Even pre-2020 isolation, researchers were touting the importance of making time for friends. “Very few people understand that your social relationships can actually change your health,” explained researcher Lydia Denworth in a February 2020 NPR interview. “They can change your cardiovascular system, your immune system, how you sleep, your cognitive health.”
She also explained that meeting face-to-face was part of the benefit of friendships. “Looking at a person face-to-face, in person, your brain responds differently even if you look at that same person on a screen, and certainly if you’re online and not looking at their face.”
So if friendships can help you to live longer and in-person time trumps virtual meetings, rebuilding a sense of connection lost during the pandemic can be a key component of a healthy, happy life.
Now that travel is possible again, here’s how to rebuild and even enhance the sense of connection you may have lost over the past few years:
Go Into the Office
If going into the office is possible for you, I recommend taking advantage of that option at least once a week. Although you may not be as productive when you’re on site versus working from home, many of my time-management coaching clients have said that they find it beneficial for their mental health to go into the office on a weekly basis.
Even if you’re not close friends with your coworkers, you can still enjoy the camaraderie of being around people who you used to see every weekday. To fully benefit from this as a social connection time, try to have lunch or coffee with coworkers, or a friend in the area who you might not see on work-from-home days.
Reach Out to Old Friends
If you lost touch with some friends because of COVID-19 restrictions, meeting places shutting down, or simply the overwhelm of remote work (and for some, home schooling), it’s time to rekindle those friendships.
Write down a list of everyone who you used to enjoy getting together with—even if it was just meeting up every few months. Then decide who you want to reach out to, and see if they might want to get together in the next month. Send them a text or email and then see who gets back to you and is available. If you’re just easing into more socializing, you might want to aim for getting together with friends about every other week to start. As you get accustomed to that, you can then add in more socialization.
And if you’re worried that people probably won’t want to hear from you, you’re probably wrong. Research shows that people tend to be much happier and more appreciative of hearing from us—even if it’s been a while—than we would expect.
If your current Rolodex of friends isn’t quite enough to make you feel connected, then it could be time to get more involved in your community.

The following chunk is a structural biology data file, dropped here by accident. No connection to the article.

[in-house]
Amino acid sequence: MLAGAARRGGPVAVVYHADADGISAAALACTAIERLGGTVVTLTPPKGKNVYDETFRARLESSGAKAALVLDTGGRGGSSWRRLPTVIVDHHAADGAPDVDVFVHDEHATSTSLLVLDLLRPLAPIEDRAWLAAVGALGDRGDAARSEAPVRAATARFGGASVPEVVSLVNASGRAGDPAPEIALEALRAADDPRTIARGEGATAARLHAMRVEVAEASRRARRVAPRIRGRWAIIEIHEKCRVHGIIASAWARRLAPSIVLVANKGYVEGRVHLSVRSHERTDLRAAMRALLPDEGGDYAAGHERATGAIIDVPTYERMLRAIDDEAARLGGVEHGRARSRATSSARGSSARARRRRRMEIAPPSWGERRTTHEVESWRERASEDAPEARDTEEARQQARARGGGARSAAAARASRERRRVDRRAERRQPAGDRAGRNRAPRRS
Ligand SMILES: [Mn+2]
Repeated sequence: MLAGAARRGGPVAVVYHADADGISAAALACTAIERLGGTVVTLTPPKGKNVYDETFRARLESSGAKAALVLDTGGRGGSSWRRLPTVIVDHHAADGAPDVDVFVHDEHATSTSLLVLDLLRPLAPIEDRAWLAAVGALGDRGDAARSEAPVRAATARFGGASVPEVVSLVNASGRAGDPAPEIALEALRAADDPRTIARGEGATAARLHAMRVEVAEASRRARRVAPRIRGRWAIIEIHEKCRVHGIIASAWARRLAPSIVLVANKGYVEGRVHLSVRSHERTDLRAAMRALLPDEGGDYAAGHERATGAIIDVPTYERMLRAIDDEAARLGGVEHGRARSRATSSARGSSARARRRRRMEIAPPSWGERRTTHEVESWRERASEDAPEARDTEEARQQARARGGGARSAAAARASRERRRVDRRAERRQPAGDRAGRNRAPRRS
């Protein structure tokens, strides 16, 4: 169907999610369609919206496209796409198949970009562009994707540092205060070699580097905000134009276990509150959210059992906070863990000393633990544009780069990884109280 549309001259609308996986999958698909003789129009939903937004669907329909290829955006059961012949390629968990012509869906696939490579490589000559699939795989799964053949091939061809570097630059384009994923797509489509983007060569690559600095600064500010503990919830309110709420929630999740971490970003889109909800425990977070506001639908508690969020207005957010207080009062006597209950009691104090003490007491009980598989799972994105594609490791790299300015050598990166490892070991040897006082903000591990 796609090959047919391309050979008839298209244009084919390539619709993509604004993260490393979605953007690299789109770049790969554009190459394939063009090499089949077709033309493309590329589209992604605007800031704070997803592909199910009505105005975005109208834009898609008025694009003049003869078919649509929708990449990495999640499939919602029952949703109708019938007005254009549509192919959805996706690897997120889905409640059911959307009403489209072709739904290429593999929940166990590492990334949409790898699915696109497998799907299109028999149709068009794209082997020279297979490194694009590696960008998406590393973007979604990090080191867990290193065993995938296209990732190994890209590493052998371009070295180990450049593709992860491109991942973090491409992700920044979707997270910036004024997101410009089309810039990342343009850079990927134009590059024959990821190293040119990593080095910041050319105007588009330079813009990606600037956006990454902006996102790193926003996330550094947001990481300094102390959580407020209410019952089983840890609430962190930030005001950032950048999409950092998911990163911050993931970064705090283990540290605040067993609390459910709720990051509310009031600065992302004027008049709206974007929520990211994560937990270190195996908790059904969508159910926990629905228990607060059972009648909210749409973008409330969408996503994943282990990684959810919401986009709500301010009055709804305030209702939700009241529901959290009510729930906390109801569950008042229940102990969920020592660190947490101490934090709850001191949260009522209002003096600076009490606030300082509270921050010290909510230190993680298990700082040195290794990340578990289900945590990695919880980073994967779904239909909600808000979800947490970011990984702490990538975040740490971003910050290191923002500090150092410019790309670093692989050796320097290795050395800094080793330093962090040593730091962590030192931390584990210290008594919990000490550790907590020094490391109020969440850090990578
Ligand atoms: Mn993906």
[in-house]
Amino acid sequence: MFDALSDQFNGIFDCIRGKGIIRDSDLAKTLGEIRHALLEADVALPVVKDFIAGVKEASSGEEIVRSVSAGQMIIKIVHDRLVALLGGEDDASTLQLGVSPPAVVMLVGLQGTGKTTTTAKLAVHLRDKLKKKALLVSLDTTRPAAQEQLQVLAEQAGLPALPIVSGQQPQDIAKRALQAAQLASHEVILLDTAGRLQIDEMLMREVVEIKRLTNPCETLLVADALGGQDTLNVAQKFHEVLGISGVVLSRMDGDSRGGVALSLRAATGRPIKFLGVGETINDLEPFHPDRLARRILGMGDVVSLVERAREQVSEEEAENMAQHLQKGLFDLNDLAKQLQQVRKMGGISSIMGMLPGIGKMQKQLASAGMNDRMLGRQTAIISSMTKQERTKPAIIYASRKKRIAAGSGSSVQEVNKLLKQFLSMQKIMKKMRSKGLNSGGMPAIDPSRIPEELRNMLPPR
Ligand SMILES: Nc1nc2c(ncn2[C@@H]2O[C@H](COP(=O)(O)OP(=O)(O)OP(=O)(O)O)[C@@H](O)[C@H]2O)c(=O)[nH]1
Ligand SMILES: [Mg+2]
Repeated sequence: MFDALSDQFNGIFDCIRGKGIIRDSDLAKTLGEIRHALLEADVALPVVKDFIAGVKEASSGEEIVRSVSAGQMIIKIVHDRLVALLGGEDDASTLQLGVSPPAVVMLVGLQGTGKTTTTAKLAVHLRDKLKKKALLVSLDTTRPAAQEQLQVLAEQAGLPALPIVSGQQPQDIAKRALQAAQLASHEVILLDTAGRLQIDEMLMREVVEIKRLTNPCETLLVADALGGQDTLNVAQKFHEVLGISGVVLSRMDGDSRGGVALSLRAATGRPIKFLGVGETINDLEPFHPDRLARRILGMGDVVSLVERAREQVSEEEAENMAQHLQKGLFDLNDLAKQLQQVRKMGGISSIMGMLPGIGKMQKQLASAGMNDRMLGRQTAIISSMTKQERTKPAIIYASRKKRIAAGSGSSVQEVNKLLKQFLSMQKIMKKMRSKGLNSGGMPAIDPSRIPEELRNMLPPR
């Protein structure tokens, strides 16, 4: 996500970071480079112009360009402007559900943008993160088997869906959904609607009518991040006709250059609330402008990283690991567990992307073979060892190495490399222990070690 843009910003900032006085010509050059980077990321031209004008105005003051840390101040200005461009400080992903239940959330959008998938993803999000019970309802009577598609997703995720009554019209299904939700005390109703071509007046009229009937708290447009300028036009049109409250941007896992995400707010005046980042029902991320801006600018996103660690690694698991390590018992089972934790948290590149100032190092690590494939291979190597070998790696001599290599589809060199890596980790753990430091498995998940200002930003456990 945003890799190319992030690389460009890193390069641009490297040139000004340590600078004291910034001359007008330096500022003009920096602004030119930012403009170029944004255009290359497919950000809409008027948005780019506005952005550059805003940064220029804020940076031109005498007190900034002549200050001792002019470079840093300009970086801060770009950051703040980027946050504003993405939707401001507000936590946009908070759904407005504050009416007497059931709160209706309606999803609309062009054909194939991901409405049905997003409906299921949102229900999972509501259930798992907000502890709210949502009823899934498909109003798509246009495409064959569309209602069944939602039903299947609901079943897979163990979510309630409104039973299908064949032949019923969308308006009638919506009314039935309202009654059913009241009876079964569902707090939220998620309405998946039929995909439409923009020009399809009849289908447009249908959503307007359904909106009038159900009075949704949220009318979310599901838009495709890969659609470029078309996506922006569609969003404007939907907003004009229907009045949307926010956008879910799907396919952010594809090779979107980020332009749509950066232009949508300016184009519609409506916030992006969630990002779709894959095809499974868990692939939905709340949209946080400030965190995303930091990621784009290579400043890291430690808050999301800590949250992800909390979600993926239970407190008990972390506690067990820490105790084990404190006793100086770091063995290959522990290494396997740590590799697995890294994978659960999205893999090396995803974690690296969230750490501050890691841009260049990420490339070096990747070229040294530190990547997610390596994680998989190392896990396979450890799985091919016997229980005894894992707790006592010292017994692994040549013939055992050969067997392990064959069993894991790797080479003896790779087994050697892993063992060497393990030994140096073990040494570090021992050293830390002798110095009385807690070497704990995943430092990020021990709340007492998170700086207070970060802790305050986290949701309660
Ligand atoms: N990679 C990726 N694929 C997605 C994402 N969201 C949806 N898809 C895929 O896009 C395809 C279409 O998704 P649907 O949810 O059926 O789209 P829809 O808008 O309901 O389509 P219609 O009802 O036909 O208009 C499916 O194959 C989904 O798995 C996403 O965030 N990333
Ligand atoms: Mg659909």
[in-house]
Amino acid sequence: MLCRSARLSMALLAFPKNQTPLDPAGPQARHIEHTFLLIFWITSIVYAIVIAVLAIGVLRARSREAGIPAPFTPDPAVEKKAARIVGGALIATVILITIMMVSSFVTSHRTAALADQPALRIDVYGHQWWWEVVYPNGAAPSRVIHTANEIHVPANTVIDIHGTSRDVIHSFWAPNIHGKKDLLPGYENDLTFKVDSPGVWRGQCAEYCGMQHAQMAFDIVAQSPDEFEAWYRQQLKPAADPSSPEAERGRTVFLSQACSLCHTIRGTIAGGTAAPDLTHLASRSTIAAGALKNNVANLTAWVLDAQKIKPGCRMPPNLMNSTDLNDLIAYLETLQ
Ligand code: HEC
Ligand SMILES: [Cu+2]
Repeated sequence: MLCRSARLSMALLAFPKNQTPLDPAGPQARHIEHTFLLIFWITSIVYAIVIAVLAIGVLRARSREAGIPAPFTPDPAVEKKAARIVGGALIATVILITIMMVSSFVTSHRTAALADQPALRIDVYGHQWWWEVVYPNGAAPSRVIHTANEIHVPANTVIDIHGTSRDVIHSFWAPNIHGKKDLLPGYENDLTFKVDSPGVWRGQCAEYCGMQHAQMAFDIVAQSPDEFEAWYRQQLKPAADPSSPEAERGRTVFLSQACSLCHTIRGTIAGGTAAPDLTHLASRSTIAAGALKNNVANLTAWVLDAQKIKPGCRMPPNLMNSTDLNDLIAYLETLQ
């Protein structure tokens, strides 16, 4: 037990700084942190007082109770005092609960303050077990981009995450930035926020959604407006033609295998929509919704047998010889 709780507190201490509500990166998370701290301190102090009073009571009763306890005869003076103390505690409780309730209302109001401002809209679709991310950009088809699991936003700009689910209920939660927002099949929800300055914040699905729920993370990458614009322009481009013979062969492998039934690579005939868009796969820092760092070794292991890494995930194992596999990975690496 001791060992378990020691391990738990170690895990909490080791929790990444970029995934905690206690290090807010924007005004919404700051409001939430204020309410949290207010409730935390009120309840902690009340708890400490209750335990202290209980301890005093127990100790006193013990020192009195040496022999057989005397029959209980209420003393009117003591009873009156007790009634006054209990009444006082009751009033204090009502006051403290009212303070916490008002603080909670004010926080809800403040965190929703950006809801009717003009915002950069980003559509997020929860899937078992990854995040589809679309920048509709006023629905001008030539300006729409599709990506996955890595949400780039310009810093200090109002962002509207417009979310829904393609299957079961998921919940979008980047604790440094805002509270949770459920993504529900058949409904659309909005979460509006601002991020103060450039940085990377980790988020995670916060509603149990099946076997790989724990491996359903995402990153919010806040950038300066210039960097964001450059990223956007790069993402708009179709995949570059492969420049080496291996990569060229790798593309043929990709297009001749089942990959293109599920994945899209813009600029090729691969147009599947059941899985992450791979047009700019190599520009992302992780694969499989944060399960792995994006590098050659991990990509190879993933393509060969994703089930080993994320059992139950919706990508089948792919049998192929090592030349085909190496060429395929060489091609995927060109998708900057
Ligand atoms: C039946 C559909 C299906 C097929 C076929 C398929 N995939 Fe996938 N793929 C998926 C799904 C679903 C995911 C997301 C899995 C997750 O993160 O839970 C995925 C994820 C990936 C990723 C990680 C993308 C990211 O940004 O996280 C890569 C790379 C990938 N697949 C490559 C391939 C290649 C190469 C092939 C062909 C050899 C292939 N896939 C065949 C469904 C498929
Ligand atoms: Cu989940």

One potential way to do so is to join a group of people who are doing something you’re currently doing on your own. For example, if you’re a runner or a hiker, you could find a running or hiking group on MeetUp.com to do those activities with others. I’m a swimmer, and I find that participating on a swim and triathlon team not only challenges me, but also provides some nice social connection. On Saturday mornings, we’ll swim and then go out to breakfast at a local diner.
You might also want to consider volunteering in order to do something positive, and potentially make new friends. For example, I volunteer at the nursery at my church, and it’s a great way to not only play with cute babies, but also get to know the other volunteers. You might enjoy pitching in on a neighborhood cleanup day or walking dogs at an animal shelter. Pick something fun for you and where you can get to know others with a similar interest.
It sounds obvious, but sometimes you don’t even need to do something new; you just need to be more friendly within your current context.
For example, maybe you are going into the office, but you’re not really chatting with anyone because you’re new since COVID-19 or the people you knew aren’t there anymore. Next time you’re washing your hands in the bathroom and someone is there at the same time, you could say something like, “Hello! I’m [name]. I just started in 2021, so I don’t know that many people yet. How long have you been with the company?” Or you could say, “Hello! I’m [name] in finance. Which department do you work in?”
You likely won’t have a very long conversation. But the next time you run into this person in the hallway or bathroom, you’re likely to at least get a smile and a, “Hi!,” and it starts to increase your sense of connection. In time, the conversation could grow.
When you’re volunteering, you can ask to be put in opportunities where you’ll interact with others. And you can also try to connect a bit more within group activities. For example, I attend an exercise class in which in the down time before class, a lot of people awkwardly stare into space or are on their phones. I decided if I wanted to talk to people, I would need to break the ice. I randomly asked one of the other women how her day was, and we struck up a nice conversation. Now when I go to that class, it’s easy to say, “Hi!,” to her. We likely will never have a deep friendship, but it’s still nice to have a sense of community at places you go regularly.
Cultivating a sense of connection isn’t always easy, but it is worth it. With these strategies, you can regain the sense of community you lost over the last couple of years and live a healthier, happier life.